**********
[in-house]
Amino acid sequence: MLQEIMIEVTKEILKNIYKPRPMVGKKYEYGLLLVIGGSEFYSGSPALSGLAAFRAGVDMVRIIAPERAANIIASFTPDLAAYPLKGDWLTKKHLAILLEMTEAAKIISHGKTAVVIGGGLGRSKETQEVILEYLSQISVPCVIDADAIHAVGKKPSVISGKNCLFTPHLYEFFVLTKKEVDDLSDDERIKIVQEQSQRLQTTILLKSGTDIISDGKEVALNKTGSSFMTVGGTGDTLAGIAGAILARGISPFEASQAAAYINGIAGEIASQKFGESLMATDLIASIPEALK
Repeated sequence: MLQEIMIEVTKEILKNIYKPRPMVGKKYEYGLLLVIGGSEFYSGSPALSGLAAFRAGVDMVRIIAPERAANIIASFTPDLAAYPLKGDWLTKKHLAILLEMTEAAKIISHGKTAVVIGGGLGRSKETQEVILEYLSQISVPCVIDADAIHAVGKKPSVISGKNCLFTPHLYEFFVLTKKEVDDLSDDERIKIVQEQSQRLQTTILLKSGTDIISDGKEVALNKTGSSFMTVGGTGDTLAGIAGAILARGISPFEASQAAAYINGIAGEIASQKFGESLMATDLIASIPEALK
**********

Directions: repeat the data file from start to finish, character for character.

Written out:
[in-house]
Amino acid sequence: MLQEIMIEVTKEILKNIYKPRPMVGKKYEYGLLLVIGGSEFYSGSPALSGLAAFRAGVDMVRIIAPERAANIIASFTPDLAAYPLKGDWLTKKHLAILLEMTEAAKIISHGKTAVVIGGGLGRSKETQEVILEYLSQISVPCVIDADAIHAVGKKPSVISGKNCLFTPHLYEFFVLTKKEVDDLSDDERIKIVQEQSQRLQTTILLKSGTDIISDGKEVALNKTGSSFMTVGGTGDTLAGIAGAILARGISPFEASQAAAYINGIAGEIASQKFGESLMATDLIASIPEALK
Repeated sequence: MLQEIMIEVTKEILKNIYKPRPMVGKKYEYGLLLVIGGSEFYSGSPALSGLAAFRAGVDMVRIIAPERAANIIASFTPDLAAYPLKGDWLTKKHLAILLEMTEAAKIISHGKTAVVIGGGLGRSKETQEVILEYLSQISVPCVIDADAIHAVGKKPSVISGKNCLFTPHLYEFFVLTKKEVDDLSDDERIKIVQEQSQRLQTTILLKSGTDIISDGKEVALNKTGSSFMTVGGTGDTLAGIAGAILARGISPFEASQAAAYINGIAGEIASQKFGESLMATDLIASIPEALK